Charlie Sheen Gave ‘Grace Under Fire’ Star Brett Butler a Break When She Needed It Most: ‘It Literally Saved Me’

Comedian Brett Butler was riding high in the mid-1990s, when she was earning $250,000 per episode of her hit sitcom Grace Under Fire. But her fortunes shifted, and in the early 2000s, she left Hollywood behind. A decade later, financial pressure inspired her to return to acting, but finding work was a challenge until Charlie Sheen helped her land a role on his show, Anger Management.  

Brett Butler was ‘out of her mind’ toward the end ‘Grace Under Fire’ 

Brett Butler and the cast of 'Grace Under Fire' on white background
Sam Horrigan, Brett Butler, Dylan/Cole Sprouse, and Kaitlin Cullum of ‘Grace Under Fire’ | Bob D’Amico/Disney General Entertainment Content via Getty Images

Butler’s brand of comedy was a hit with audiences, who couldn’t get enough of her portrayal of a single mom and recovering alcoholic on Grace Under Fire. But even as she was starring in one of the top-rated shows on network TV, she was struggling behind the scenes. 

The actor, who like her character, was a recovering alcoholic, developed a drug addiction. Her erratic behavior caused problems on set. Some cast members quit rather than put up with the situation. And when the Grace Under Fire cast and crew traveled to Las Vegas to shoot a series of crossover episodes with other ABC sitcoms, including Coach and Ellen, her behavior stunned some people who worked on the other shows. The experience was so bad that the crew of The Drew Carey Show were given “I Survived Brett” T-shirts by their show’s producers, EW reported at the time. 

ABC canceled Grace Under Fire in 1998.

“At the bloody bitter end, I really was difficult,” she told The Hollywood Reporter in a candid interview published on August 19. “I was out of my mind. Drugs will do that to you. The show should have been pulled sooner than it was.”

Charlie Sheen helped the comedian get a job on ‘Anger Management’ 

Charlie Sheen at an event in 2018
Charlie Sheen | Charley Gallay/Getty Images for Project Angel Food

After the end of Grace Under Fire, Butler tried to find more work in Hollywood. But jobs didn’t materialize. She got sober in 1998, and by the early 2000s had decided to move to Georgia. 

Butler had earned $25 million from Grace Under Fire, but her fortune soon disappeared due to careless spending, trusting the wrong people, and her habit of giving money away, she explained to the Hollywood Reporter.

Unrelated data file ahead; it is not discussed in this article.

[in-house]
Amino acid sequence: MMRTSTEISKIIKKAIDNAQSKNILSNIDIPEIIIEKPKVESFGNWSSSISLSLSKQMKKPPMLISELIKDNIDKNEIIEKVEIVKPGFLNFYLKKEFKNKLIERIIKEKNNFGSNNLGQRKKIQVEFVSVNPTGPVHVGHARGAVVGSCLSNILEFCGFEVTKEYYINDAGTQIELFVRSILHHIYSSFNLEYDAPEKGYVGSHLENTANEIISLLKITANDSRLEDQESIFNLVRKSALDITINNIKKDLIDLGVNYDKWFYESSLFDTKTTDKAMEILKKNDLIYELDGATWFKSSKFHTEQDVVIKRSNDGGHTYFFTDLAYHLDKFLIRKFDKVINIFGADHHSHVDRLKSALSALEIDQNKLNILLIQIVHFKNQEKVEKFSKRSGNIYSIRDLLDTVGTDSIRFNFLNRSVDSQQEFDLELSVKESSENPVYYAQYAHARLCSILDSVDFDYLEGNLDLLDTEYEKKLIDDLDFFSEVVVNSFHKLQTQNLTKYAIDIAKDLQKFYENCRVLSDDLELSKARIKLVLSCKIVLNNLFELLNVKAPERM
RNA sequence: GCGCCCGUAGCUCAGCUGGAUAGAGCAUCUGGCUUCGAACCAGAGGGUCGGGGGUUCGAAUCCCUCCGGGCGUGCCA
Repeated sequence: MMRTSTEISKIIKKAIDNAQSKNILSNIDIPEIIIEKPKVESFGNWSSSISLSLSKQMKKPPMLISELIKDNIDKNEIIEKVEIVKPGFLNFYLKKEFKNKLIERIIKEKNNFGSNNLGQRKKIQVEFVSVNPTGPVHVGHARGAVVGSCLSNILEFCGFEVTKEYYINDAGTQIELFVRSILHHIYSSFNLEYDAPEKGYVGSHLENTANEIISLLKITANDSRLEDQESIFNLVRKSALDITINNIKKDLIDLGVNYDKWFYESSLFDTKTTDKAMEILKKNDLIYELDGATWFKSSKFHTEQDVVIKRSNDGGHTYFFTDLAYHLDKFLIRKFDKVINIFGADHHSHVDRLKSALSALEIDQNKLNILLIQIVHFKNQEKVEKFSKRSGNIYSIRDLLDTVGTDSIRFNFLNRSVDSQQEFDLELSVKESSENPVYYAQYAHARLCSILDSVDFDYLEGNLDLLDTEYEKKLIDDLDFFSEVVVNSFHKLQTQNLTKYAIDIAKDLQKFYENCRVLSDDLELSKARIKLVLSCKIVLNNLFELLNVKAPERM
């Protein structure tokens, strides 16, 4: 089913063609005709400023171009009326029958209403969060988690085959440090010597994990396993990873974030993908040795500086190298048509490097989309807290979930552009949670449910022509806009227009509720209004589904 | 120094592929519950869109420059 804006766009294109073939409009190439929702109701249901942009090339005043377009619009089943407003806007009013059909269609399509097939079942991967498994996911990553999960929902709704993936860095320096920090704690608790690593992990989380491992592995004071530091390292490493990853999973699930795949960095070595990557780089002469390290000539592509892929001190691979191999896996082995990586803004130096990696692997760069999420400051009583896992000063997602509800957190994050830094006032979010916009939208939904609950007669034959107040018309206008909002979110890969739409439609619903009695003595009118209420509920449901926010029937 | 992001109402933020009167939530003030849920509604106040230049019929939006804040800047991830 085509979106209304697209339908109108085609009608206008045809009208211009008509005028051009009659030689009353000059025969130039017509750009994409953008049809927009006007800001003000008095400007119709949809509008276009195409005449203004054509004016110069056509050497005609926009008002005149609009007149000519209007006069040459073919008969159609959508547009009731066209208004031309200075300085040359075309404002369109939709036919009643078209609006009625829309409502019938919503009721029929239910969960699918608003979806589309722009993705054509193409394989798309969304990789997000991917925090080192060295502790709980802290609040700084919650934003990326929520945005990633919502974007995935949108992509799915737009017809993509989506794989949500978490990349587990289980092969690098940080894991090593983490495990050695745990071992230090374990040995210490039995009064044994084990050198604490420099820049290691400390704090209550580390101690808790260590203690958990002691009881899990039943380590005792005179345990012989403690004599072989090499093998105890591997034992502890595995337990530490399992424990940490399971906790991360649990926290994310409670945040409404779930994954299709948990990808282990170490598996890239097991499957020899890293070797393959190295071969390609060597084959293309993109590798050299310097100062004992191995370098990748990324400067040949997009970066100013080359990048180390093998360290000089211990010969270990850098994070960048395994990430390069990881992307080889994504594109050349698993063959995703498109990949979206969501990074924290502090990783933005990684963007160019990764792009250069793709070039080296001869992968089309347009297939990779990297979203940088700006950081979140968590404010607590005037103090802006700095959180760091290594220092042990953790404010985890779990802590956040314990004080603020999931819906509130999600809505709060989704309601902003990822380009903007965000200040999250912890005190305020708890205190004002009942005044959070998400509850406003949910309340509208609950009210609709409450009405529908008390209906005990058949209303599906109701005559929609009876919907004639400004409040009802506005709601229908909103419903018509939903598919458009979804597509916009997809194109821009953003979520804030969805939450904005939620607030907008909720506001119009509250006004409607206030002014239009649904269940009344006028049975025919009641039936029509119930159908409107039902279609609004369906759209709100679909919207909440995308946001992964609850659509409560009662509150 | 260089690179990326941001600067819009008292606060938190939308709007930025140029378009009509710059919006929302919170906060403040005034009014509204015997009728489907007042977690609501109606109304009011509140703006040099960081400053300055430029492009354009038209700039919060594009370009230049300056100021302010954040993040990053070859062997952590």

“I really just felt so guilty for having it — I almost couldn’t get rid of it fast enough,” she said of the money she’d earned. 

Eventually, Butler found herself in dire financial straits. She returned to Los Angeles, but finding work was still a challenge. Fortunately, Sheen, who was an old acquaintance, stepped in, helping her get a job on his show Anger Management in 2012. She played a cocktail waitress on 33 episodes of the sitcom.

“If it wasn’t for Charlie, there’s no way I would have been on that show,” she said. “It literally saved me.”

In a 2013 interview with the New York Times, Sheen, who has had his own experiences with drug addiction, called Butler “awesome.” 

“Somebody we have in common tried to extinguish that flame,” he said.  “And it didn’t work. That kind of talent never goes away, you know? I always tell her: ‘Don’t forget who you are. Don’t forget how good you are.’ ”

A friend created a GoFundMe to help Brett Butler 

Brett Butler at an event in 2012
Brett Butler in 2012 | Kevin Winter/Getty Images

Following her role on Anger Management, Butler landed roles on shows such as How to Get Away With Murder, The Morning Show, and The Walking Dead. But keeping her head above water financially was difficult. When the coronavirus (COVID-19) pandemic hit, she was unable to work. She also experienced a serious bout of depression. Butler fell months behind on her rent, she eventually confessed to her friend Lon Strickler. He convinced her to allow him to set up a GoFundMe to help cover some of her expenses. 

“I told him, ‘I might’ve waited too long to do this, but I am so screwed right now,’” Butler told The Hollywood Reporter. “‘I’ve been ashamed. Almost ashamed to death.’” 

So far, the fundraising campaign has netted a little over $15,000. Strickler hopes it will eventually raise $20,000.  

“She still needs a little more help,” he said. “She just needs one more little nudge to get back on her feet.”

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